Dairy farmers are set to benefit from a $17 million beef genetics programme backed by the red meat sector and the Government.
The BLNZ and NZMB chair made this comment in response to a number of questions put to him by Rural News about the process and reasoning that has seen its directors recommend themselves a healthy pay increase at this month’s annual meeting in Invercargill on March 17.
Morrison has especially defended the huge lift in NZMB director fees, which sees a 38% jump in the chair’s annual remuneration and a 23% increase in all the other directors’ fees.
“It’s important to note the responsibilities of the [Meat] Board, and how different the role is from the BLNZ board,” he argued.
“The NZMB administers $2.5 billion of quota in an increasingly complex environment – the complexity of the roles in quota management brought about by issues such as Brexit and Covid-19 have been huge.”
Morrison also claims that because the NZMB is investing over $70 million of farmer reserves and changing from fixed interest to a balanced portfolio of fixed interest and equities to increase returns and grow the fund.
“This has required significantly more time from the board in policy development and monitoring – including the development of the Statement of Investment Policies and Objectives (SIPO), consideration of the ongoing review of fund manager performance, ethical and sustainable investing consideration,” he told Rural News.
“The simple fact is, to get greater returns for farmers’ money requires more time and activity by the board.”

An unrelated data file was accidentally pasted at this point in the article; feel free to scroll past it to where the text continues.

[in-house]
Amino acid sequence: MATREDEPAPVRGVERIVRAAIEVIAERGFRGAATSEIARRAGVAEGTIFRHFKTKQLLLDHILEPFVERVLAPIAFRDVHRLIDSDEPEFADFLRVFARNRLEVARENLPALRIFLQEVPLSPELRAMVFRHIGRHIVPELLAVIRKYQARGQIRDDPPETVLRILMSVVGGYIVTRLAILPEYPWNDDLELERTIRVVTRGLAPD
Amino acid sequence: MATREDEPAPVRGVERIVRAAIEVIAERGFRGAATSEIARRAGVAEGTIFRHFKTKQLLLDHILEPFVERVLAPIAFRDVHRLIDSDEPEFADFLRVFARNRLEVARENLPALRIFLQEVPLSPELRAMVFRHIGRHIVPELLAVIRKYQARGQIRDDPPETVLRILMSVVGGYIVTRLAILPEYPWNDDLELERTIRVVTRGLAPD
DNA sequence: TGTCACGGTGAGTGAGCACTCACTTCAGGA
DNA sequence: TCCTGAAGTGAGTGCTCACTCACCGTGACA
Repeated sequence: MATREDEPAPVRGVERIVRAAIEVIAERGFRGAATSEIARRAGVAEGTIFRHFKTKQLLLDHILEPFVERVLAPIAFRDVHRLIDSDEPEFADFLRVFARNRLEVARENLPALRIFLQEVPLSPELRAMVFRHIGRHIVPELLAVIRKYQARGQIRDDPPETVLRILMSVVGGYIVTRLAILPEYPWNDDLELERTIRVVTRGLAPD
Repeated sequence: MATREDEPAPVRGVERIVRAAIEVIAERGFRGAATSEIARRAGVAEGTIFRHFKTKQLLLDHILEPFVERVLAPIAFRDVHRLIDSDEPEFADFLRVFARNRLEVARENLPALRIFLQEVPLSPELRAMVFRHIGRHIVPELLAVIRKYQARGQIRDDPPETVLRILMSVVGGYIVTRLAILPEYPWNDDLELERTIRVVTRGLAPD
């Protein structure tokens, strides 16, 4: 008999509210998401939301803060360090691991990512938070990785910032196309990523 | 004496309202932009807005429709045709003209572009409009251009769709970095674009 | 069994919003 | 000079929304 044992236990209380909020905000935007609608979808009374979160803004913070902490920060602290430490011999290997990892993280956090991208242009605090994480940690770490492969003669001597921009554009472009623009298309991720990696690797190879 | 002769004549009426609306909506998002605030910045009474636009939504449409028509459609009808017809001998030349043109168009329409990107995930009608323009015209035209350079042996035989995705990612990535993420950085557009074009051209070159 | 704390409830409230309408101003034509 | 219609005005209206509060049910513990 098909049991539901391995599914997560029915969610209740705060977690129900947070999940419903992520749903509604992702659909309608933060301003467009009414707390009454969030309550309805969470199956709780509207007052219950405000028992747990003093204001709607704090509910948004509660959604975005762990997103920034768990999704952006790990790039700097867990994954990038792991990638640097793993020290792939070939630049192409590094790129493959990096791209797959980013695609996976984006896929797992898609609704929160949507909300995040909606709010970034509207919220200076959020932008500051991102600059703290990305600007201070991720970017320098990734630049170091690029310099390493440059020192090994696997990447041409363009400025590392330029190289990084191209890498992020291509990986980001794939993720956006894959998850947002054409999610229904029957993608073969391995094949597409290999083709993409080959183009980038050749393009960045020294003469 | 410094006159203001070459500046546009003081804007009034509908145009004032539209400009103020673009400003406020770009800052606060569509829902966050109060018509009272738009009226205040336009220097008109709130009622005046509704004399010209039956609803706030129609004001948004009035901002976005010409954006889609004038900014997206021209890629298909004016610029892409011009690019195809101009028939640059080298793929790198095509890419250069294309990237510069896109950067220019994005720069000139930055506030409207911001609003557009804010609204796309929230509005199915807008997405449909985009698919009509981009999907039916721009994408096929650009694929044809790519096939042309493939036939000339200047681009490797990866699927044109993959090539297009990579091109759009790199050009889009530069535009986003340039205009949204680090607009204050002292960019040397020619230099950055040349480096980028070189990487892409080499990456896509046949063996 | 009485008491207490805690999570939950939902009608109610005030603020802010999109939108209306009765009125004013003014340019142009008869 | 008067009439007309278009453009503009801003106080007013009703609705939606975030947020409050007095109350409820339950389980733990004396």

Meanwhile, Morrison concedes that the board did consider the “optics” of the move.
However, it believed that farmers should be aware of the “commitment that directors make to the industry on both boards.”
He also argues that there has been an increased workload for the BLNZ board – particularly relating to environmental regulation.
“Directors on the two boards are frequently called into additional workshop days on specific requirements so they can better understand and deal with emerging issues that have huge implications for our sector,” he adds.
“Put simply, the board decided – backed by independent advice – that remuneration had not kept pace with the demands of the role, or with the market, and therefore recommended the increases.”
Morrison also claims that both recommendations were at “the conservative end” of benchmarking for both boards.
He says another reason for the controversial decision to increase director fees is to factor in the “board’s aspirations” for future director candidates.
“By fairly remunerating for time and expertise, [we] will ensure the best possible candidates who can then afford to backfill in their own farming businesses,” Morrison told Rural News.
“Directors’ fees are always closely scrutinised, with good reason,” he added.
“There are effectively three steps before any increase. First, the board considers information about director fee benchmarks and makes its recommendations. Secondly, farmers vote on the recommendations, and finally, the board decides whether to activate any increase that’s accepted through the annual meeting process.”
Morrison says the board has put the resolution to increase director fees in the notice of meeting.
“It’s now for farmers to vote.”